U.S. Land Agency Headquarters to Be Moved Out of Washington

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(Bloomberg) -- The Interior Department is moving the headquarters of the division that oversees the nation’s public lands out of Washington to Grand Junction, Colorado, one of the state’s senators, Republican Cory Gardner, said Monday.

Proponents of relocating the Bureau of Land Management’s headquarters, which manages about 245 million acres of public land, say they want more of the agency’s employees closer to the land it oversees. Critics say the effort will take leaders away from the front lines of where policies and budgets are determined.

“It’s a nice talking point you say they are moving bureaucrats to the West, but one of the things to keep in mind is that 95 percent of BLM employees are already in the West,” said Kate Kelly, a former Interior staffer who now works at the liberal Center for American Progress. “They are solving a problem that isn’t there.”

The Interior Department didn’t respond to requests for comment.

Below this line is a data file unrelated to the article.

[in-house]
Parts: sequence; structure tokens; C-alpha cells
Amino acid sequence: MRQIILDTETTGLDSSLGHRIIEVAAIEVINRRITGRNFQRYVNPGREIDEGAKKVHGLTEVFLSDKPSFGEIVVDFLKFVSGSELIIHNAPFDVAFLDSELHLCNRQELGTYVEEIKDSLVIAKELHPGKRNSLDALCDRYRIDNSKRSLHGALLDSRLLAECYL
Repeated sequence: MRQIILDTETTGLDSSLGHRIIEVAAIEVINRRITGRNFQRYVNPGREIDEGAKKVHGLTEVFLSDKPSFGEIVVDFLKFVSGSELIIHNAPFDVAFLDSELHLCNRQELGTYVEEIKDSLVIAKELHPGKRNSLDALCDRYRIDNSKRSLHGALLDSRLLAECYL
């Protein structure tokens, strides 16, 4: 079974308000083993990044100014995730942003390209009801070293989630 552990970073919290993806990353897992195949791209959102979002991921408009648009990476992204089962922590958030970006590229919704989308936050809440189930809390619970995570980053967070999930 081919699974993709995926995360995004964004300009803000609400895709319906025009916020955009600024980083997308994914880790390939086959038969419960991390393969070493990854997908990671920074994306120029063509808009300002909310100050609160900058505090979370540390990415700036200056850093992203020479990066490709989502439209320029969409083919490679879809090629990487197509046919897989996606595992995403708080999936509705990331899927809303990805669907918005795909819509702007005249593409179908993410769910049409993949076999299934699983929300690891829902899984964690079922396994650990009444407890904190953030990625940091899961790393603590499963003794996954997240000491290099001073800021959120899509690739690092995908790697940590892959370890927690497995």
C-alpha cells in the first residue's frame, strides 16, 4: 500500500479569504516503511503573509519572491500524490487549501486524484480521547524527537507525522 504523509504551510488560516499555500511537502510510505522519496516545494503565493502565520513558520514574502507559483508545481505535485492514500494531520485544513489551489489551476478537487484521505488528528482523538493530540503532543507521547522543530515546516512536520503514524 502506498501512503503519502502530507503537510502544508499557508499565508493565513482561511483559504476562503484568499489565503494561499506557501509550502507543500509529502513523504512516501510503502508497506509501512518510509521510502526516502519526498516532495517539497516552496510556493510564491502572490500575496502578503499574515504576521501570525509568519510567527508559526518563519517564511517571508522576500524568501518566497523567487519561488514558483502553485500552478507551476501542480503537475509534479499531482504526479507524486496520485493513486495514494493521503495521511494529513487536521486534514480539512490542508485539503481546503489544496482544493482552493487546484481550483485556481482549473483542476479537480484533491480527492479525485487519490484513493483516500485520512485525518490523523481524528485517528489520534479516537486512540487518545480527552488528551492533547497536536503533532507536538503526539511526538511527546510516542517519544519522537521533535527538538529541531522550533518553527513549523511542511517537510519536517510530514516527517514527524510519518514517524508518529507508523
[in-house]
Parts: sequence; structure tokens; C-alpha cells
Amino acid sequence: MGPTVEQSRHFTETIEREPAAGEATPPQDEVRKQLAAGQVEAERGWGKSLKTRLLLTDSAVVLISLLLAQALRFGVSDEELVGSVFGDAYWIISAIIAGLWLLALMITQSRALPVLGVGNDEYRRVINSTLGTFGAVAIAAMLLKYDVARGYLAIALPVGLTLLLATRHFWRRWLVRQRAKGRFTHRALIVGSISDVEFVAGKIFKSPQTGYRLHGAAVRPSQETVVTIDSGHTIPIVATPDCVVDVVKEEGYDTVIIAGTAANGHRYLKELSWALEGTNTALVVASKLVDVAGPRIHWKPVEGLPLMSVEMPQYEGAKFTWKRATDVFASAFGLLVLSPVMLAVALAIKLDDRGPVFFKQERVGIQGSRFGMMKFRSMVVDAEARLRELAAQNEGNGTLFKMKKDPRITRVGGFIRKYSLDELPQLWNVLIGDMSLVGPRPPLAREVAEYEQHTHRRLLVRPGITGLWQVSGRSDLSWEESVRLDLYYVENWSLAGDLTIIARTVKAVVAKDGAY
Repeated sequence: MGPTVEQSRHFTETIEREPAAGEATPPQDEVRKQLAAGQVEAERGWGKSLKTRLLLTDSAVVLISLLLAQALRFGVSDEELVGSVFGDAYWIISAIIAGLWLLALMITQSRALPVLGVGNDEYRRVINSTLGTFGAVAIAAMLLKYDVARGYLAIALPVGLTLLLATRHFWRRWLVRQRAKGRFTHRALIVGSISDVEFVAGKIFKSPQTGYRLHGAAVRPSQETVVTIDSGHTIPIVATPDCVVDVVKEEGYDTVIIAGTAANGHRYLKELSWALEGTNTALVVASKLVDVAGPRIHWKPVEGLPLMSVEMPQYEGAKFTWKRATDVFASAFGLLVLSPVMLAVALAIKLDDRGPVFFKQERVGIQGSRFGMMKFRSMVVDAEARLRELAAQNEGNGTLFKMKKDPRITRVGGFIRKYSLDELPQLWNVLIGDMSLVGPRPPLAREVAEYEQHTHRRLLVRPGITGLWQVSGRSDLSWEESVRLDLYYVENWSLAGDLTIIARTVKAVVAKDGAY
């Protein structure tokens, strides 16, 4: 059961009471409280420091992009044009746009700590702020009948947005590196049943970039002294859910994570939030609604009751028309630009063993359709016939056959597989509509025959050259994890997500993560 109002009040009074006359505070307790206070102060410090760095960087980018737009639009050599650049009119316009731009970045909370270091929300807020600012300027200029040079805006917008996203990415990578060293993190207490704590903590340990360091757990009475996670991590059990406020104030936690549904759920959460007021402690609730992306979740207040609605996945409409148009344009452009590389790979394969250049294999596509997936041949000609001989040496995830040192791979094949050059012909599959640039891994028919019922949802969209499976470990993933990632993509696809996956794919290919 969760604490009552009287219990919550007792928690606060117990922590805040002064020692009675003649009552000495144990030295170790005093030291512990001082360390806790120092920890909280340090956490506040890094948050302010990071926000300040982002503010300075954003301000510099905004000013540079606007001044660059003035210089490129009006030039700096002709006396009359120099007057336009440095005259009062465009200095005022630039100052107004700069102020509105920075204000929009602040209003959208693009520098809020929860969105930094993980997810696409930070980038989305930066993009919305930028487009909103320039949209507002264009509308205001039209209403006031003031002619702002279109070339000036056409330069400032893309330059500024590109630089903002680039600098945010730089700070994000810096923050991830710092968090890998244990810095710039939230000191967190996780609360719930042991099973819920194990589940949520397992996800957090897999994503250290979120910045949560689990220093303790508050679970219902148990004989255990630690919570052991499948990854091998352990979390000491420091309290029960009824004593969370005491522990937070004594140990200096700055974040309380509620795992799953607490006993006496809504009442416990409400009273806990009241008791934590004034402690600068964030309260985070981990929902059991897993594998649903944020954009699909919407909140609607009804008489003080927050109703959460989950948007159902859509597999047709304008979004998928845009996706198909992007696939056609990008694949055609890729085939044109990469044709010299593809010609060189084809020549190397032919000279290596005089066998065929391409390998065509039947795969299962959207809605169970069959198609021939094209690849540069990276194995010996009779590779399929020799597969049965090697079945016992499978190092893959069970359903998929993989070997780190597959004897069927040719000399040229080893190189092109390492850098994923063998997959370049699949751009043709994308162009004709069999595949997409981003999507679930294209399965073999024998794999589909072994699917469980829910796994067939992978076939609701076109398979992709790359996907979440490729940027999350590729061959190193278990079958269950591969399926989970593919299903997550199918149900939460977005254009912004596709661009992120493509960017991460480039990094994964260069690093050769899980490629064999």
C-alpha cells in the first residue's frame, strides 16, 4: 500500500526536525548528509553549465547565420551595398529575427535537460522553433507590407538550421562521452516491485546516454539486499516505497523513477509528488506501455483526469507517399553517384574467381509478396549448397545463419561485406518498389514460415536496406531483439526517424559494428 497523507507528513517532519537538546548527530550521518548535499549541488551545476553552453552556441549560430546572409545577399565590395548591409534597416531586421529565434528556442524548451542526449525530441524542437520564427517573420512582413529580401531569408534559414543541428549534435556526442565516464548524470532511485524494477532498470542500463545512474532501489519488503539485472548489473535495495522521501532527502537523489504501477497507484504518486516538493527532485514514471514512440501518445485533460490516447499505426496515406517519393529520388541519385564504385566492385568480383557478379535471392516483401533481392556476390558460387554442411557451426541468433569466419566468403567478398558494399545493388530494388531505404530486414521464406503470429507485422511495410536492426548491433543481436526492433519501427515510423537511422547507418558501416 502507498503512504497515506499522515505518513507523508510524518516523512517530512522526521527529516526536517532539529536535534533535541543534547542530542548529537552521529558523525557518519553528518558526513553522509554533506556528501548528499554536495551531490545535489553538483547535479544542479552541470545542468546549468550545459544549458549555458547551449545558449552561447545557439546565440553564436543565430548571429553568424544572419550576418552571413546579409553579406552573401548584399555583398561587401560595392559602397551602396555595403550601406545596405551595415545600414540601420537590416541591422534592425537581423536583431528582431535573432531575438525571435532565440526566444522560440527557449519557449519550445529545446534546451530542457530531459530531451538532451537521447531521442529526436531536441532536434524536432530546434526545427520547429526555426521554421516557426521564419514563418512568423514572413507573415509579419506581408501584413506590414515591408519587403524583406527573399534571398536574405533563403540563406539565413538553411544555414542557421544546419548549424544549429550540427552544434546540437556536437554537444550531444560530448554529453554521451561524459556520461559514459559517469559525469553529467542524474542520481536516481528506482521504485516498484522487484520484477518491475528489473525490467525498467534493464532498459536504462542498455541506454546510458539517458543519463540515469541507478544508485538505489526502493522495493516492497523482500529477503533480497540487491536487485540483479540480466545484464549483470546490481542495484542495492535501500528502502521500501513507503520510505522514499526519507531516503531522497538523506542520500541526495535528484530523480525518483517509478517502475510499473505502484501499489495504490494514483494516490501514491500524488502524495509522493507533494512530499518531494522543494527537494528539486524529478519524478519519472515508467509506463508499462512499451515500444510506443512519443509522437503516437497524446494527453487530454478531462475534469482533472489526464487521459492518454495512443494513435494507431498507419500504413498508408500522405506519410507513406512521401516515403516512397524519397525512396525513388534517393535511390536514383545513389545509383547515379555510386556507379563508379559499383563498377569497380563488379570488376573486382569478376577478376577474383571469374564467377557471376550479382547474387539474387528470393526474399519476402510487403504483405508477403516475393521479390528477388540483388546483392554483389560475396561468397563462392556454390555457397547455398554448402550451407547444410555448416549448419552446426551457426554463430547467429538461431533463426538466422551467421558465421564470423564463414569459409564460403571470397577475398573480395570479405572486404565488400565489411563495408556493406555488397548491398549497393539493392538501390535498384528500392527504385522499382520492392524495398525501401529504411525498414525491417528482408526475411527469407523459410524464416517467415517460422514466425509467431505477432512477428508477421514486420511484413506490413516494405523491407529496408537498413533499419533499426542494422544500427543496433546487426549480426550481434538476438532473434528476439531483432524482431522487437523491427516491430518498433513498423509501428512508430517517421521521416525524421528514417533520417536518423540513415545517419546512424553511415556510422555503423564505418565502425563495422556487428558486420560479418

Relocating the agency, which plays a key role in permitting oil, gas, logging, and coal development on public land, was a crucial part of an Interior Department reorganization plan proposed by former Secretary Ryan Zinke. The agency examined sites in Ogden, Utah, and Albuquerque, New Mexico.

The agency is expected to officially announce on Tuesday the decision to relocate the headquarters to Grand Junction, which is about 280 miles west of Denver, according to E&E News, which earlier reported on the decision. Secretary David Bernhardt is from Rifle, Colorado.

“Relocating the Bureau of Land Management to the Western Slope of Colorado will bring the bureau’s decision makers closer to the people they serve and the public lands they manage,” Gardner, who is up for re-election in 2020, said in a statement. “The problem with Washington is too many policy makers are far removed from the people they are there to serve.”

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